Dealing with the position of an aspirant who is a householder, the Siva Samhita says: Let him practise free from the company of men in a retired place. For the sake of appearances, he should remain in society, but not have his heart in it. He should not renounce the duties of his profession, caste or rank; but let him perform these as an instrument of the Lord, without any thought of the results. He succeeds by following wisely the method of Yoga; there is no doubt of it. Remaining in the midst of the family, always doing the duties of the householder, he who is free from merits and demerits and has restrained his senses, attains salvation. The householder practising Yoga is not touched by virtue or vice; if to protect mankind he commits any sin, he is not polluted by it. (Chapter V, verses 234"8).

When one is established in brahmacharya, one develops a fund of vitality and energy, a courageous mind and a powerful intellect so that one can fight any type of injustice. The brahmachari will use the forces he generates wisely: he will utilise the physical ones for doing the work of the Lord, the mental for the spread of culture and the intellectual for the growth of spiritual life. Brahmacharya is the battery that sparks the torch of wisdom.


Parigraha means hoarding or collecting. To be free from hoarding is aparigraha. It is thus but another facet of asteya (non- stealing). Just as one should not take things one does not really need, so one should not hoard or collect things one does not require immediately. Neither should one take anything without working for it or as a favour from another, for this indicates poverty of spirit. The yogi feels that the collection or hoarding of things implies a lack of faith in God and in himself to provide for his future. He keeps faith by keeping before him the image of the moon. During the dark half of the month, the moon rises late when most men are asleep and so do not appreciate its beauty. Its splendour wanes but it does not stray from its path and is indifferent to man's lack of appreciation. It has faith that it will be full again when it faces the Sun and then men will eagerly await its glorious rising.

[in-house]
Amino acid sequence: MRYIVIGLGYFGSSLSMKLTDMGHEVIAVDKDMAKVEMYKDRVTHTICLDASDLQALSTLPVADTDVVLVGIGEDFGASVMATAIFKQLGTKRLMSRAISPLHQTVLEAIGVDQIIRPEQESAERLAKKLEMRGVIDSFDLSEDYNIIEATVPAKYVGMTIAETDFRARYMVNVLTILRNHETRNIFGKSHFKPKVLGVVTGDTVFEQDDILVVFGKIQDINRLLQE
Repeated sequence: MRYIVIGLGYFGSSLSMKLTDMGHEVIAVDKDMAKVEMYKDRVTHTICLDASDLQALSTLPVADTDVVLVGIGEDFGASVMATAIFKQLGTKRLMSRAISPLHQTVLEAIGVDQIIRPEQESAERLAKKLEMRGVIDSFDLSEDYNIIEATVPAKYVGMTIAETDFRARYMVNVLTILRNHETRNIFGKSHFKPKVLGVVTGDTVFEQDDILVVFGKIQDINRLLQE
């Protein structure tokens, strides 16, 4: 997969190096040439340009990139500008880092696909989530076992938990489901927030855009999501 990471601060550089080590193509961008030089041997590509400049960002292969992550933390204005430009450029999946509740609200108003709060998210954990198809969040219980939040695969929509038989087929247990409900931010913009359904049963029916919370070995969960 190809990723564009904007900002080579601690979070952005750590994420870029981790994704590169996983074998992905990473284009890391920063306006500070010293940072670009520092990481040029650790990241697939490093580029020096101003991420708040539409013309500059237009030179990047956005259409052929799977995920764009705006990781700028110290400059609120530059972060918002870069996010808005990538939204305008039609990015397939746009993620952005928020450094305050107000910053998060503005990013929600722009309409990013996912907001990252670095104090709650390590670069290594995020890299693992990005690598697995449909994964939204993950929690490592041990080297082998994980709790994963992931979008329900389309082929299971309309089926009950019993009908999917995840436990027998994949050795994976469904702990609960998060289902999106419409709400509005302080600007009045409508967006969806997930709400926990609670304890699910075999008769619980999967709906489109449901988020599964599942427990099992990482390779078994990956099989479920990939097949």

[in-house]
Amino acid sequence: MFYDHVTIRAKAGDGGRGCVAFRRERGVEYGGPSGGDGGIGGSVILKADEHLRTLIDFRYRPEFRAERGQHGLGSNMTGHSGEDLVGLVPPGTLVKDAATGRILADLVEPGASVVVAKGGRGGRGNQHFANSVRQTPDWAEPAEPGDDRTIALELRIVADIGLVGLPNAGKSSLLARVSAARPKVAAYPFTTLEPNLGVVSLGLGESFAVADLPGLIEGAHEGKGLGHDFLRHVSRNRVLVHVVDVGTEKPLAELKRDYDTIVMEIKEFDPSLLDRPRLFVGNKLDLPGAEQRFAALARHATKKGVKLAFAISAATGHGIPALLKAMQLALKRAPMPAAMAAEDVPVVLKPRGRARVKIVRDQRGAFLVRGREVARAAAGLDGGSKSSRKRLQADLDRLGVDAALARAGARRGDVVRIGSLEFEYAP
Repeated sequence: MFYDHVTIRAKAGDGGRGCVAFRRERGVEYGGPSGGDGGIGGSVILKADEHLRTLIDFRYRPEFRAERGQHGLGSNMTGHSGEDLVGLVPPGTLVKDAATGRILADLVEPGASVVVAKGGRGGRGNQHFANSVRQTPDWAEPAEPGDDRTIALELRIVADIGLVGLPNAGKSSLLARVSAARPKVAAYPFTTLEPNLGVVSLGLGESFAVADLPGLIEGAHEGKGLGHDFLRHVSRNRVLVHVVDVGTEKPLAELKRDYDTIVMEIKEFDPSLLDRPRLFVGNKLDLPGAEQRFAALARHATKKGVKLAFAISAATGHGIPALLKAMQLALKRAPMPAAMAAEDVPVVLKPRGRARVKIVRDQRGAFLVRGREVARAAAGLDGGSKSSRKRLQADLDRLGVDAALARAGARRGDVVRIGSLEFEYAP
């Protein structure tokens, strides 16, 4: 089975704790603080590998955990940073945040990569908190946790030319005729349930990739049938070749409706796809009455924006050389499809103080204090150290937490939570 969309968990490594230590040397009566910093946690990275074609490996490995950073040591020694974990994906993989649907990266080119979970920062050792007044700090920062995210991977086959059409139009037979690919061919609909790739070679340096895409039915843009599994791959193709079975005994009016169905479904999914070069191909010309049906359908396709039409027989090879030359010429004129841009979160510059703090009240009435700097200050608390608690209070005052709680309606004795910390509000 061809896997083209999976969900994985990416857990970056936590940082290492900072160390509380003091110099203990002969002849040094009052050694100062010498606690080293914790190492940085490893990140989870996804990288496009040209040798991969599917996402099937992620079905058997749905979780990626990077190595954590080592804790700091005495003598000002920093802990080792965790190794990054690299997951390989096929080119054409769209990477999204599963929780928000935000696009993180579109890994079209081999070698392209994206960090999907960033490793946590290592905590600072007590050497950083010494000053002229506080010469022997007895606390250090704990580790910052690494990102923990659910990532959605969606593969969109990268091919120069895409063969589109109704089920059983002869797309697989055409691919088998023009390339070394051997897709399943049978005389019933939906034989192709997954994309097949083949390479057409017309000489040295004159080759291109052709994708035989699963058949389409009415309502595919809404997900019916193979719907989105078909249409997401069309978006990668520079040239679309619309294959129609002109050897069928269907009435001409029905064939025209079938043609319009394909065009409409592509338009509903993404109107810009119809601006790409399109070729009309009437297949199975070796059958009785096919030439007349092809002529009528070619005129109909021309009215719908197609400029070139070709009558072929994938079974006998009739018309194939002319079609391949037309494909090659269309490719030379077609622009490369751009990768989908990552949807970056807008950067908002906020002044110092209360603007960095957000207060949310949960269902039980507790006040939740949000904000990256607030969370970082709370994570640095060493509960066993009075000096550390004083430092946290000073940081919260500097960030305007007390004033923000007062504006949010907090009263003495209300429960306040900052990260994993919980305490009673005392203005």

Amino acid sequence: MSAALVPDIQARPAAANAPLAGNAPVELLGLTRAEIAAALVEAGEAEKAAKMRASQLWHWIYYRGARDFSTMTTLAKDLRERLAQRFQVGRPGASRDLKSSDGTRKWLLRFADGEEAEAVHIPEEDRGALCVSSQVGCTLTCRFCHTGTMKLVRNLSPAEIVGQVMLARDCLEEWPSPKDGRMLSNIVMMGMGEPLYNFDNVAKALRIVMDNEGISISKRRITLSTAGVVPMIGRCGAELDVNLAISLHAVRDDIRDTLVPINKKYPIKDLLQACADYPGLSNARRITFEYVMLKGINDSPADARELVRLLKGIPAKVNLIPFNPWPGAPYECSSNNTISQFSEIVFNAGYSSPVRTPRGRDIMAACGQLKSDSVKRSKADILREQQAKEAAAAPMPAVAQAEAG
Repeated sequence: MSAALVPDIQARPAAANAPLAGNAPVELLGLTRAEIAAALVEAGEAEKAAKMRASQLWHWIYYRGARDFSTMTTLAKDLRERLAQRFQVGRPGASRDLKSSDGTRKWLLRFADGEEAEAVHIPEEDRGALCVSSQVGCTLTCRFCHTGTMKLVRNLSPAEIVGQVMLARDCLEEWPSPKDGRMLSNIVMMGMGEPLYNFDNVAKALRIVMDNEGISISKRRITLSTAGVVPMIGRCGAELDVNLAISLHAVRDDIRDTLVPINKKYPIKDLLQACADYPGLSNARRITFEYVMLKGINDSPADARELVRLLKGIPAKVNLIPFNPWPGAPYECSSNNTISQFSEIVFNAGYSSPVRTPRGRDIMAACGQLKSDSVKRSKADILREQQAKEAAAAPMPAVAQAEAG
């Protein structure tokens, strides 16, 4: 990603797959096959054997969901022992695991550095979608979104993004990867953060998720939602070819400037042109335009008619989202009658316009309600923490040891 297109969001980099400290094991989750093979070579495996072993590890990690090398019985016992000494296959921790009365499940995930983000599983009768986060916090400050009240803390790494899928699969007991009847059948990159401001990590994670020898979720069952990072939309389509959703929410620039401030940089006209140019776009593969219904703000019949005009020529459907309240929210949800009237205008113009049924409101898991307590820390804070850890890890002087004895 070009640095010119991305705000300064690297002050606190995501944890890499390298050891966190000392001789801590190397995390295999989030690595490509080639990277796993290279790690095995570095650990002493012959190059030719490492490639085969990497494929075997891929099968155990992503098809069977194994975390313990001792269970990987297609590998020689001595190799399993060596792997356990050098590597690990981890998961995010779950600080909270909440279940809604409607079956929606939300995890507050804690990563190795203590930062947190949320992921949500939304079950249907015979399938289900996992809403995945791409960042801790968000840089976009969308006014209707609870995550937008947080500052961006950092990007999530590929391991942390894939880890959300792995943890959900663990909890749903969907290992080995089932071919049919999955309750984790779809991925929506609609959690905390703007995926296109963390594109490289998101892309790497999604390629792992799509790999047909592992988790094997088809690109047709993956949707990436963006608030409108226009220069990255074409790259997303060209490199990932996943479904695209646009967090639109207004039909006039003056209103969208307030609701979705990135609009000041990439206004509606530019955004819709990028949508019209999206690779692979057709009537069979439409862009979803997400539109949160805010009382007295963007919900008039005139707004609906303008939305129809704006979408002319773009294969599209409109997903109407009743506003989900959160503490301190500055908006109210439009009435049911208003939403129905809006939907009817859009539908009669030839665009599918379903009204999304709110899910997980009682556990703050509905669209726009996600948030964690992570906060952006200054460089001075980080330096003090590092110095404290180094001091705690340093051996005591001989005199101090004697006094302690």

By the observance of aparigraha, the yogi makes his life as simple as possible and trains his mind not to feel the loss or the lack of anything. Then everything he really needs will come to him by itself at the proper time. The life of an ordinary man is filled with an unending series of disturbances and frustrations and with his reactions to them. Thus there is hardly any possibility of keeping the mind in a state of equilibrium. The sadhaka has developed the capacity to remain satisfied with whatever happens to him. Thus he obtains the peace which takes him beyond the realms of illusion and misery with which our world is saturated. He recalls the promise given by Sri Krishna to Arjuna in the ninth chapter of the Bhagavad Gita', 'To those who worship Me alone with single-minded devotion, who are in harmony with Me every moment, I bring full security. I shall supply all their wants and shall protect them for ever.'


Written by Conrad Howard — November 22, 2012